Picture offshore wind farm

Open Access research that is improving renewable energy technology...

Strathprints makes available scholarly Open Access content by researchers across the departments of Mechanical & Aerospace Engineering (MAE), Electronic & Electrical Engineering (EEE), and Naval Architecture, Ocean & Marine Engineering (NAOME), all of which are leading research into aspects of wind energy, the control of wind turbines and wind farms.

Researchers at EEE are examining the dynamic analysis of turbines, their modelling and simulation, control system design and their optimisation, along with resource assessment and condition monitoring issues. The Energy Systems Research Unit (ESRU) within MAE is producing research to achieve significant levels of energy efficiency using new and renewable energy systems. Meanwhile, researchers at NAOME are supporting the development of offshore wind, wave and tidal-current energy to assist in the provision of diverse energy sources and economic growth in the renewable energy sector.

Explore Open Access research by EEE, MAE and NAOME on renewable energy technologies. Or explore all of Strathclyde's Open Access research...

Effect of brush thickness and solvent composition on the friction force response of poly(2-(methacryloyloxy)ethylphosphorylcholine) brushes

Zhang, Zhenyu and Morse, Andrew J. and Armes, S. P. and Lewis, A. L. and Geoghegan, Mark and Leggett, Graham J. (2011) Effect of brush thickness and solvent composition on the friction force response of poly(2-(methacryloyloxy)ethylphosphorylcholine) brushes. Langmuir, 27 (6). pp. 2514-2521. ISSN 0743-7463

Full text not available in this repository. Request a copy from the Strathclyde author

Abstract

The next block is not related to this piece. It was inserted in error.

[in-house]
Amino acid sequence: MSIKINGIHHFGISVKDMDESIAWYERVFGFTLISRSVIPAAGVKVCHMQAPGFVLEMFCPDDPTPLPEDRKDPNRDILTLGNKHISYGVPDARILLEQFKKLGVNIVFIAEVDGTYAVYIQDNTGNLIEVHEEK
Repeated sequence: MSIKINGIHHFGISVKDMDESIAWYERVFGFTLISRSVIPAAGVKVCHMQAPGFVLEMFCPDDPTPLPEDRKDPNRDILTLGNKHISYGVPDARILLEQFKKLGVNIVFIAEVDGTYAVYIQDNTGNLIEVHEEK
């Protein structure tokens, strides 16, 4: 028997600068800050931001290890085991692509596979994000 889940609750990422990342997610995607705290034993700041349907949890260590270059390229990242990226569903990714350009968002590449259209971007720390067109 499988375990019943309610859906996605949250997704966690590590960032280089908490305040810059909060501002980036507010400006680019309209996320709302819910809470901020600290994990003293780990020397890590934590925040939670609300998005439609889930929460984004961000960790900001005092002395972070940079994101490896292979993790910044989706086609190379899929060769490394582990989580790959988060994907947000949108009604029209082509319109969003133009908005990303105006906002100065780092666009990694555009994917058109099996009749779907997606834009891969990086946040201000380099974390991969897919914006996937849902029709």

The frictional properties of poly(2-(methacryloyloxy)ethylphosphorylcholine) (PMPC) brushes grown from planar silicon surfaces by atom transfer radical polymerization (ATRP) have been characterized using in situ friction force microscopy (FFM). The dry thicknesses of the PMPC brushes ranged from 20 to 421 nm. For brush layers with dry thicknesses greater than ca. 100 nm, the coefficient of friction decreased with increasing film thickness. For shorter brushes, the coefficient of friction varied little with brush thickness. We hypothesize that the amount of bound solvent increases as the brush length increases, causing the osmotic pressure to increase and yielding a reduced tendency for the brush layer to deform under applied load. A comparison of the force−displacement plots acquired for various PMPC brushes under water supports this hypothesis, since a greater repulsive force is measured for thicker brushes. FFM was also used to investigate the well-known co-nonsolvency behavior exhibited by PMPC chains. For a PMPC brush layer of 307 nm dry thickness, the friction force was determined as a function of the volume fraction of alcohol in alcohol/water mixtures. Unlike a previous macroscopic study, a significant increase in the coefficient of friction was observed for ethanol/water mixtures at a volume fraction of 90%. This is attributed to brush collapse due to co-nonsolvency, leading to loss of hydration of the brush chains and hence substantially reduced lubrication. Force measurements normal to the surface indicate much greater hysteresis between approaching and retraction curves under co-nonsolvency conditions. However, no such effect was observed for 2-propanol/water and methanol/water mixtures over a wide range of volume fractions, in agreement with recent ellipsometric studies of PMPC brushes.